Russell sworn in, makes appellate court history

by For the MBJ

Published: May 23,2011

Tags: attorneys, courts, judges, justices, law, lawyers

FLORA — Court of Appeals Judge Ermea Russell has been sworn, becoming the first African-American woman to sit on a Mississippi appellate court.

Gov. Haley Barbour, who appointed Judge Russell to a vacancy on the court, moved up the effective date of her appointment to allow her to participate in the May 20 dedication of the Gartin Justice Building. The judicial appointment was originally scheduled to be effective May 23.

A formal investiture ceremony for Judge Russell will be scheduled at a later date.

Judge Russell, of Flora, takes the District 2, Position 2 Court of Appeals seat previously held by Justice Leslie D. King, wjho was appointed to the Mississippi Supreme Court, taking the position previously held by James E. Graves Jr. Judge Graves was appointed to the Fifth U.S. Circuit Court of Appeals.

Judge Russell maintained a private law practice before her appointment to the Court of Appeals. She served as a senior trial attorney for the Equal Employment Opportunity Commission 1999-2007. Gov. Kirk Fordice appointed her to the Hinds County Circuit Court, where she served 1998-1999. She also previously served as secretary of the Mississippi Senate, chief counsel to Lt. Gov. Eddie Briggs and assistant commissioner of intercultural relations at the state Institutions of Higher Learning.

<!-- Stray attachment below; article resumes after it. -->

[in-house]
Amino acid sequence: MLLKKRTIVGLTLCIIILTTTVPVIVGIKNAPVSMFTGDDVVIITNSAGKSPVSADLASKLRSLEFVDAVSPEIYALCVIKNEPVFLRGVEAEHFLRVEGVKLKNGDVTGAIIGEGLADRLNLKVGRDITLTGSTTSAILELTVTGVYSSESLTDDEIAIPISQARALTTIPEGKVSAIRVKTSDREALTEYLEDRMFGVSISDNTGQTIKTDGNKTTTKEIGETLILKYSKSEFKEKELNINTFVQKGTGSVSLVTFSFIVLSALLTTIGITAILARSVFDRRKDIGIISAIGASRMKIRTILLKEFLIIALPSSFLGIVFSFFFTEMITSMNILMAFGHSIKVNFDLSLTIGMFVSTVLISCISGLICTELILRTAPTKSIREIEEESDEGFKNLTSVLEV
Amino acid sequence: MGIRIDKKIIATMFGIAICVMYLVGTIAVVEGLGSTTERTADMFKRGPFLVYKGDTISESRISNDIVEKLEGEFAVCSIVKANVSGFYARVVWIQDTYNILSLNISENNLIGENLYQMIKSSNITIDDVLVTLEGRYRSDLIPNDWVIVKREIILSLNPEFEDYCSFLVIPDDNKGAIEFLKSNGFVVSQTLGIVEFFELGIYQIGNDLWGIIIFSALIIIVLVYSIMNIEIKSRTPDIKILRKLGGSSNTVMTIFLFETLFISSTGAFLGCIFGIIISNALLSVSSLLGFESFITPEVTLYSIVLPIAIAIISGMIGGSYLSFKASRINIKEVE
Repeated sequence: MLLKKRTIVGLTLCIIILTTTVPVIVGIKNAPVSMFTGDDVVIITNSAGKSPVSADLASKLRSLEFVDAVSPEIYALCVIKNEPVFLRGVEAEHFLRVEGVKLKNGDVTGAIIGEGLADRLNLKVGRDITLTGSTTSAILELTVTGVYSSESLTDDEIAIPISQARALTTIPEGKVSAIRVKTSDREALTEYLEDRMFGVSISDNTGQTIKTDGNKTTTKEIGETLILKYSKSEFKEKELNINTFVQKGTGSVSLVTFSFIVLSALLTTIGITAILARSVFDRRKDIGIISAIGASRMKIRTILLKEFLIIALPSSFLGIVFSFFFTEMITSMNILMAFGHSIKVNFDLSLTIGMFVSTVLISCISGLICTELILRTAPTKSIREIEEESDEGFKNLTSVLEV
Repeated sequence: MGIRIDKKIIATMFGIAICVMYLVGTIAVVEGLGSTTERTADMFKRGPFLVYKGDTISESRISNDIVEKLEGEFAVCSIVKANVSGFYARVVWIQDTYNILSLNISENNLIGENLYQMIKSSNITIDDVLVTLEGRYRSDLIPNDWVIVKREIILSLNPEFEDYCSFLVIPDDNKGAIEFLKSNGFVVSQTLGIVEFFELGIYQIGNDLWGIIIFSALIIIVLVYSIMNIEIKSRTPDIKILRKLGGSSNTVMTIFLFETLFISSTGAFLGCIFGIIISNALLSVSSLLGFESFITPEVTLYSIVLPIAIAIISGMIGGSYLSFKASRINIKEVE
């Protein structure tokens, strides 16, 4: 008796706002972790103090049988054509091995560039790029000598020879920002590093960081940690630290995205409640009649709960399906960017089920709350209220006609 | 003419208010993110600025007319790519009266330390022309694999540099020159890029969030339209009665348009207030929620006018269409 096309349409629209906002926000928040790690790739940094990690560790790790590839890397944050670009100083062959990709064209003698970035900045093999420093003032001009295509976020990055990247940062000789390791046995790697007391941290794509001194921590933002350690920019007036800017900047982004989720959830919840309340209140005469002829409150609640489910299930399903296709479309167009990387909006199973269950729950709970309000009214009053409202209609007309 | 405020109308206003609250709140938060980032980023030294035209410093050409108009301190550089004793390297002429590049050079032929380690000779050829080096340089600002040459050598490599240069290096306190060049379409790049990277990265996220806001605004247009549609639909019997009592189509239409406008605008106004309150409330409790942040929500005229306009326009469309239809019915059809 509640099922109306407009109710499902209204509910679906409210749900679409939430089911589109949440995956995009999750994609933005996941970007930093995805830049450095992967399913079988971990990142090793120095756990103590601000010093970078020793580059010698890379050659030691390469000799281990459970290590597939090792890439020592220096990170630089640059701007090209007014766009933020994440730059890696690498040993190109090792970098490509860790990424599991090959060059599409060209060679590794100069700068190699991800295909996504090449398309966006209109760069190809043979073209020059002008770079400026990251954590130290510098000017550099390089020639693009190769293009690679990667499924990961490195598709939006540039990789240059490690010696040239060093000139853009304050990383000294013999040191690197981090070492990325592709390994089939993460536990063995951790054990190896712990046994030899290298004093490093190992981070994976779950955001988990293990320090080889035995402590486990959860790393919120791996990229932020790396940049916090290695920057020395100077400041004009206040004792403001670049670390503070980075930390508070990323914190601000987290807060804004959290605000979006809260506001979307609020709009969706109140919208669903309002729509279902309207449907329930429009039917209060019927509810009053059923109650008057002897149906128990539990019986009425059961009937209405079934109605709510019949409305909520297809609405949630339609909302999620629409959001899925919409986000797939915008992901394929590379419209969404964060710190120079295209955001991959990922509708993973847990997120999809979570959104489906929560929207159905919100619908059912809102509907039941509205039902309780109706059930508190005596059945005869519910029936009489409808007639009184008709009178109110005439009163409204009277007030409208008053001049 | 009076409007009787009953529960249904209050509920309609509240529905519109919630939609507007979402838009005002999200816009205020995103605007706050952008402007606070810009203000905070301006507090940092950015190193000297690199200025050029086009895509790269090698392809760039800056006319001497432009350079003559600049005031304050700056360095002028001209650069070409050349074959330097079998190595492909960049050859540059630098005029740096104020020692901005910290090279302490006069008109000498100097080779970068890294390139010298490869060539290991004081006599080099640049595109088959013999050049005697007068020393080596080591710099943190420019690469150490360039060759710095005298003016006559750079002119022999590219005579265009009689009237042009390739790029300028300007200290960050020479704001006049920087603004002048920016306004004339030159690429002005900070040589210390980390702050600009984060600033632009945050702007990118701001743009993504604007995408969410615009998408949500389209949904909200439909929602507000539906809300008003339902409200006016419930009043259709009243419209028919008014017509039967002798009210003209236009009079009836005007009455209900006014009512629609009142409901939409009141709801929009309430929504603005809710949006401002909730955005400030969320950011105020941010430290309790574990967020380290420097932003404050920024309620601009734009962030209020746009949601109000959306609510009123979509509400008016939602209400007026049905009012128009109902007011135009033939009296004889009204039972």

Judge Russell has served in the U.S. Army Reserve since 1973, where she holds the rank of colonel. She is a veteran of Operations Enduring Freedom and Iraqi Freedom. She earned the Bronze Star and the Global War on Terrorism and Expeditionary, Meritorious Service and Joint Service Commendation medals.

She is a member of the Mississippi Bar, Charles Clark Inns of Court, the Women Lawyers’ Association and the Southern Association of Mediators. She is a former member of the Board of Bar Commissioners. She served on the Governor’s Judicial Reform Commission in 1997.

Judge Russell earned both a bachelor’s and master’s degree from the University of West Alabama and a law degree from Mississippi College School of Law.

Source: Mississippi Supreme Court

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